Do bioethicists make pharmaceutical companies more ethical?
This is a central question motivating my interview with Jenny Dyck Brian, an Arizona State University professor who wrote her doctoral dissertation on corporate bioethics boards. (See parts one and two of the interview.) Today we turn to Eli Lilly, a company that has had its share of ethical scandal: the recruitment of homeless alcoholics for drug-safety trials, the suicide of a healthy volunteer in a Cymbalta study, the company’s controversial promotion of Xigris, a sepsis drug that was later taken off the market, and most recently, a record-setting penalty for fraudulent marketing of its antipsychotic drug, Zyprexa. Throughout it all, Lilly has been guided by a group of bioethicists that includes some of the most prominent names in the field. As Brian says, Lilly has a bioethics consultation service that offers “specific advice and guidance to research scientists about the ethics of their work.”
Q: How did Lilly decide to set up an advisory board?
A: The Lilly board grew out of an initial proposal from the Hastings Center to conduct a study on the ethics of using homeless persons in clinical trials following a story in The Wall Street Journal about Lilly’s clinical trial recruitment practices. Lilly rejected their proposal, but did hire bioethicists—one of them from the Hastings Center and three others. Following the study, Lilly retained the services of two of those bioethicists, and would occasionally seek the help of other ethics consultants.
Q: And yet Lilly has had some pretty spectacular research scandals, even by the standards of other pharma companies.
A: Yes. They argue that—at this point—they do not have the capacity or capability to deal with the business division (and that tends to be where many, though not all, of the scandals come from). The Chief Medical Officer admitted that they will always have a credibility problem if they cannot deal with ethical problems across the company.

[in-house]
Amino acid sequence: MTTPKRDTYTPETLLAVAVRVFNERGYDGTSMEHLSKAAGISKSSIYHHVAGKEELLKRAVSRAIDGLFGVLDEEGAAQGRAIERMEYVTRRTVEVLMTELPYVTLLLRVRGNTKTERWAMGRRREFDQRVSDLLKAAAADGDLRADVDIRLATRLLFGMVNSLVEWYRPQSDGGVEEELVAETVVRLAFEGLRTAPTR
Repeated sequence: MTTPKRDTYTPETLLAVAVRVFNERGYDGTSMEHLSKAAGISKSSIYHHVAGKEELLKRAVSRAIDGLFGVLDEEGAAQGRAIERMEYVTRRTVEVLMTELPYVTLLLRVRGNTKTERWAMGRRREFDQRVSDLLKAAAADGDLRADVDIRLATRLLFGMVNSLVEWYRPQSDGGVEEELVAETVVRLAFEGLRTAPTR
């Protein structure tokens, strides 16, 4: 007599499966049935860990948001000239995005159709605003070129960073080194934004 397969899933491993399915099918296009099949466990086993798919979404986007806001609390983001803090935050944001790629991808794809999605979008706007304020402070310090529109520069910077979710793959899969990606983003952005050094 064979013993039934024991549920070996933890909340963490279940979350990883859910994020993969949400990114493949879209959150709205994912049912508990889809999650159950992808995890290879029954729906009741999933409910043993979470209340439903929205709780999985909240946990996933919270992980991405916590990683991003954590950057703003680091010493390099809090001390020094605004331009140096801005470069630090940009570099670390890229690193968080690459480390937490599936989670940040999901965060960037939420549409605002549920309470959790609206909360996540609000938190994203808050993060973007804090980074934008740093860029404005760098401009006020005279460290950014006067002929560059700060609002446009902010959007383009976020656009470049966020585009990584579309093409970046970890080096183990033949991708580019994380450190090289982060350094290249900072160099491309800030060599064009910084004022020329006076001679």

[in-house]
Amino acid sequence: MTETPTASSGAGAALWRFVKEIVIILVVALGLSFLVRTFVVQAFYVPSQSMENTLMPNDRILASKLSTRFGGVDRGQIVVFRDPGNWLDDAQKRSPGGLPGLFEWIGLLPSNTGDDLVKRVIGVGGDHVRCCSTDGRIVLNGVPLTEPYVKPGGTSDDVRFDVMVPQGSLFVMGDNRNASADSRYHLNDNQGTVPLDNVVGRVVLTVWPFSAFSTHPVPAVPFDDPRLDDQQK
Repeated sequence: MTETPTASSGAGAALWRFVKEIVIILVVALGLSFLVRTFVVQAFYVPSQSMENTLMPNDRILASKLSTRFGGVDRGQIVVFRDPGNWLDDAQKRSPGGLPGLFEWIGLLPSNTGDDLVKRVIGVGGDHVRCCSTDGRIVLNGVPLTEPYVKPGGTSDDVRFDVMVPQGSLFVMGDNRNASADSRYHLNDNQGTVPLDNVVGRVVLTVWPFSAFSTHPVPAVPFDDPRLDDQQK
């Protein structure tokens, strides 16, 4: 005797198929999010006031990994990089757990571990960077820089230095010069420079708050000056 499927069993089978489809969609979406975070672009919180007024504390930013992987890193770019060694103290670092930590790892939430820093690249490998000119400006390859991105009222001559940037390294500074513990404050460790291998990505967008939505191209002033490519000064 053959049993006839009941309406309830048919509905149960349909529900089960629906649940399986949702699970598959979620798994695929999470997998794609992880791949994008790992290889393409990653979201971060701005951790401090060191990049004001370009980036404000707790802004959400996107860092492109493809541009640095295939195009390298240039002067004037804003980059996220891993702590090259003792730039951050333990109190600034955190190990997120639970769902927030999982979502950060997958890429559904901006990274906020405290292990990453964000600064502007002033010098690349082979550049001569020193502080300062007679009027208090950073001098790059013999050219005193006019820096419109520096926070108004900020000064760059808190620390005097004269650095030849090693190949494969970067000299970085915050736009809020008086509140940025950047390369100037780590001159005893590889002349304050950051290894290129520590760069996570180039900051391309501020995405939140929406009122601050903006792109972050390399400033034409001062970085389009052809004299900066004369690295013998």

A: Not specifically, no.
Q: I’m also curious about disclosure issues. It seems to me that bioethicists are often very reluctant to disclose their corporate ties. For example, just looking at the timing, it appears as if Robert Levine was working as a consultant for Eli Lilly while also editing IRB, a research-ethics journal. Tom Beauchamp does not appear to disclose his Lilly ties in publications such as this recent article in the Journal of Internal Medicine, or this one in the American Journal of Bioethics. Did you discuss this issue?
A: We discussed it only peripherally. The three academics who work with Lilly have slightly different ideas about disclosure. Tom Beauchamp told me he believes he needs to disclose only when he is presenting or writing about topics directly related to Lilly. I did not ask Robert Levine—and he did not mention anything. Eric Meslin stopped consulting for Lilly when he had a conflict that could not be resolved, but few people knew he was a consultant at all.
One of the SmithKline Beecham people wrote an article about industry funding of science shortly after his tenure on the board ended and never disclosed his affiliation. The others do not disclose, as far as I can tell. Advanced Cell Technology people always disclose. I feel like they are trying very hard to show that private-sector bioethics committees can be very productive and meaningful.
Coming up soon: the final part of the interview, on Advanced Cell Technology and the way bioethicists see pharma.